Who says robots can’t be girly?

I would like to draw a simple comic book / manga robot.  I have been fascinated with robots since I first started reading Iasaac Asimov’s books as a child.

Now I have difficulty imagining things from scratch.  I try to do this a lot but my imagination doesn’t really work that way.  So, when I want to make something original and new I first look at all the great robot-type designs that are already out there.  Often there are bits and pieces that I like and don’t like in each design.  There are also design elements from other characters and objects which also seem to help.

Here are some of the super robot designs I found today which other artists have come up with:


The immortal C3PO and R2D2 from Star Wars


More brilliant Star Wars droids.


Wall-E from the film of the same name.


Robots from the animated film ‘Robots’


Robots fro the game ‘Machinarium’ – here painted by ‘big thumb’


This is actually Spectreman by the artist ‘Dreamflux1’ from Deviant Art but I think he would make a cool robot design.


This is a lovely SteamPunk Robot by the artist Ziom5 on Deviant Art

I think that looking at a range of representations of robots helps me learn the visual language of my subject.  Once I’ve got a feel for it then ideas start to flow – not always the best ideas but it’s a start.

Here are some of my sketches:


Looking at these designs I can see elements of C3Po in the first one and elements of a Star Wars Storm Trooper’s helmet in the second one.  However I felt that the first one was too comical and the second I just didn’t really like very much.  One of the things I love about robots is when they don’t have eyes in the way that we as humans might recognise them.

My second set of designs reflected this:


These two were following along with the Steampunk kind of theme.  I imagined part of the hemet being metal and part of it being made of leather – like a robot version of a pair of goggles.  I quite like both of these designs but my favourite is the bottom one – but only just.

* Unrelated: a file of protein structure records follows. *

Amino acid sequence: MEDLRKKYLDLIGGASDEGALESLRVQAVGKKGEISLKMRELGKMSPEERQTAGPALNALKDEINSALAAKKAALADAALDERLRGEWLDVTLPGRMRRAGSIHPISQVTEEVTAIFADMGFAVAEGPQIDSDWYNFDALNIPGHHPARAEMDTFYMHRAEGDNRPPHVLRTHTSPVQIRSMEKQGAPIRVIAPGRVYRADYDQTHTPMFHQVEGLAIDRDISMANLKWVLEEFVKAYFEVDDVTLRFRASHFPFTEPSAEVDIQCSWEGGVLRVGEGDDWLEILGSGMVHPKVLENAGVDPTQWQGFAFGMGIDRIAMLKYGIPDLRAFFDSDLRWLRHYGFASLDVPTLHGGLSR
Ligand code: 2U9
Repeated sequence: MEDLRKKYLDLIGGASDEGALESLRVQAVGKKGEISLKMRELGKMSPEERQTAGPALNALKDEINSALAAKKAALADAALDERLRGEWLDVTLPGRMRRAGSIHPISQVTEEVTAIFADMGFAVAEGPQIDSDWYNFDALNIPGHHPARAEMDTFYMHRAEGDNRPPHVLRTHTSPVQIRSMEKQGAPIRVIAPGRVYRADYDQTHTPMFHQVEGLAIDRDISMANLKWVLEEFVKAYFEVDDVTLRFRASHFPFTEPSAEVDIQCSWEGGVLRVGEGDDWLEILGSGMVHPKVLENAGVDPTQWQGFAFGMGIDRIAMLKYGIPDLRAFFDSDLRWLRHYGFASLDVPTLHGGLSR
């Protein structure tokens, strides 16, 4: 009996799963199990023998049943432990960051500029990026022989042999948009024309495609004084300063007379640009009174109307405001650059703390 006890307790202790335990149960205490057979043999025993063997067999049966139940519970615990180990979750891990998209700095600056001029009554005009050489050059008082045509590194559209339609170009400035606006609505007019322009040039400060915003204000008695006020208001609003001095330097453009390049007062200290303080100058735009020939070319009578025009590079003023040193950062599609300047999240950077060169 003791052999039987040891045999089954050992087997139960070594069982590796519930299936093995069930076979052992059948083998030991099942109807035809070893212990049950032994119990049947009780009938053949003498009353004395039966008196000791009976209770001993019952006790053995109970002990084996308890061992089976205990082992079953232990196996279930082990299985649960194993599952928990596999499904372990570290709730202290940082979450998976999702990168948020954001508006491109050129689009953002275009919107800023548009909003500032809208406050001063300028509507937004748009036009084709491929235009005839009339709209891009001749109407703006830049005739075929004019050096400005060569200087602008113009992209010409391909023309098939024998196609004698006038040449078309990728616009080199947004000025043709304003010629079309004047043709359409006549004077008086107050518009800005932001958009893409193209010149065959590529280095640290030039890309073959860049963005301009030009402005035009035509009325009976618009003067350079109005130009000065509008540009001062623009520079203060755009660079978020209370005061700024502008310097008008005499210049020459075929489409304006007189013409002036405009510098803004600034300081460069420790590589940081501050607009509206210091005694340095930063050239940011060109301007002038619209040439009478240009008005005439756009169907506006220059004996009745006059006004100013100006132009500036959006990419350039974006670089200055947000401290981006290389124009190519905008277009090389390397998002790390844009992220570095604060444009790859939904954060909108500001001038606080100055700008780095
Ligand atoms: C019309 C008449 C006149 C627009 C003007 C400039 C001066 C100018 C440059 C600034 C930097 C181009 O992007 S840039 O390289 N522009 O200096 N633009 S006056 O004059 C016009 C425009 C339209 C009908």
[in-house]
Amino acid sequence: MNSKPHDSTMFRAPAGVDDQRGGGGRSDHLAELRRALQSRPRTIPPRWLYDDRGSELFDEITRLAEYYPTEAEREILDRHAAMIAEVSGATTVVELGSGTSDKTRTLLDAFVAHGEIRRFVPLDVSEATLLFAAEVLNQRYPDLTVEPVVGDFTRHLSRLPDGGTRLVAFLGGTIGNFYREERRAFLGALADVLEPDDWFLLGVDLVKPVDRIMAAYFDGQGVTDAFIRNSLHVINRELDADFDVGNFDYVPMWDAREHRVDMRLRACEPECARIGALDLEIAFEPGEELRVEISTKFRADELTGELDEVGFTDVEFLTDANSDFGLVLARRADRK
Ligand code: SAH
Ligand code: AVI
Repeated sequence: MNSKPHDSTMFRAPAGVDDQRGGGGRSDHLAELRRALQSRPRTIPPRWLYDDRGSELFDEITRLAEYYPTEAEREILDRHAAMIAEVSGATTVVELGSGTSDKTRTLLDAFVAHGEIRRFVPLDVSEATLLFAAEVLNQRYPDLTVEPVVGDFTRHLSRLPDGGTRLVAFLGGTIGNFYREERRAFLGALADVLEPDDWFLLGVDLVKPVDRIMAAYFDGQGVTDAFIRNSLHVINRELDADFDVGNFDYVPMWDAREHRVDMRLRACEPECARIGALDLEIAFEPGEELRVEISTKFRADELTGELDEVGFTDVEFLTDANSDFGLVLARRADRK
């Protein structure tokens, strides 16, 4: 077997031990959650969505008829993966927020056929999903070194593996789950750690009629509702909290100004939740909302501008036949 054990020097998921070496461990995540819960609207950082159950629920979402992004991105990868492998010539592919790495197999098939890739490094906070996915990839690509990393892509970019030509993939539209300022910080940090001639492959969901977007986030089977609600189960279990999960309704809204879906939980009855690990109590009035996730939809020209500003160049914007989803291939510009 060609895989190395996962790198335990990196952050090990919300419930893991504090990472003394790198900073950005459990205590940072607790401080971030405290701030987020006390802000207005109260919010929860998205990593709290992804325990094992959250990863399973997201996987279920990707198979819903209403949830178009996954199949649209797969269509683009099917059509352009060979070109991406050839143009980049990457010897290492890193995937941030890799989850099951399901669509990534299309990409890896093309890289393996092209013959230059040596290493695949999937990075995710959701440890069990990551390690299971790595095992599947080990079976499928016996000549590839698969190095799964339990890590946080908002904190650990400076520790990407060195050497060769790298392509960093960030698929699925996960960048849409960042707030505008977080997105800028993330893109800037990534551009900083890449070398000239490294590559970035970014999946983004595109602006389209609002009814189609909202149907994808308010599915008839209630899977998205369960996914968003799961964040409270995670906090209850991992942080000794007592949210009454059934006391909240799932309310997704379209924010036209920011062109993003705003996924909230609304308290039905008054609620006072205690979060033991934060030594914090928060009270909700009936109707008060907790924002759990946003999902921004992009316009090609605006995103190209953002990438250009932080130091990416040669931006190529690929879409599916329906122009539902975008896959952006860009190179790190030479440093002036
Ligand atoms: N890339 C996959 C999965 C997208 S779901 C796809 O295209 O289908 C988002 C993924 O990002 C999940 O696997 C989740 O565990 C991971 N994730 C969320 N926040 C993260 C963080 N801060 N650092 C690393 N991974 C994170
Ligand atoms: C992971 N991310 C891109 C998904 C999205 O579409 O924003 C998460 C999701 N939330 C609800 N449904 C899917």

So, I decided to make a big version of the one I liked the most in a few days time and to ink the other three now as they are.

Here are the other three robots inked:


I used three different pens to ink these three robots.  On the top left I used a new Kuretake pen.  I loved the way it allowed me to vary the line width by just using pressure on the tip.  It also had a beautiful stark black ink which really shows up wonderfully on the page.  Because it was so different in terms of feel to my usual inking pens (Staedtler 0.1, 0.3, 0.5 and 0.7  Liners) I found it hard to control.  It also took longer to dry than my normal pens which resulted in some minor smudging, but it wasn’t too long – just not ultra quick.  There was also some bleed of ink into the paper.  I think this probably says more about the  poor quality paper I’m using than about the pen. Overall the ink quality and width control were so good that I am going to practice a bit more with this pen to see if I can get some mastery over it.

On the top right I used an Italian Dip Pen with some calligraphy ink.  It was clearly NOT a success!!!! LOL  I didn’t find dipping my pen into the ink every now and again too onerous, (in fact it made me feel like I was at Hogworts!!!)  However, the actual nib was MEGA scratchy.  It did give me a good variable line width and had more strength in the nib than the Kuretake pen which I liked but the ink took about 20 minutes to dry!!!!  I totally couldn’t work with this.  I’m going to modify things and have another go with dip pens at some point in the future using a better nib – I’ve got some good ones somewhere – and some quick drying ink.  The dip pen nib holder was lovely to hold and felt comfortable and natural in my hand.

The final ink was done in my normal way with my Staedtler 0.5 liner.  It was easy to use although there is no way to vary the width of the line with pressure.  I also found that the ink wasn’t very dark compared to the Kuretake pen.

Then I scanned the ink pictures into my PC and had some top Manga Studio fun…



Who says robots can’t be girly?!




2 thoughts on “Who says robots can’t be girly?

  1. I understand what you mean. I guess we all draw inspiration from somewhere, sometimes consciously, sometimes unconsciously. When I see some of the wonderful work out there, I get so inspired but I still want to come up with something new. Seeing what others have done kind of teaches me the visual language for my subject. Thanks for your thoughtful comment!


  2. I think you are going about this in exactly the right way. It’s not a question of copying. Rather, it’s creating inspiration from various designs you like. Probably most art is descended from work that has come before, but presenting it in a new way or a new style can obscure its origins to those who have not taken a lot of time to study it. You will come up with something that is uniquely you as you experiment with different ideas that come to you as you observe others’ work.

    Liked by 1 person

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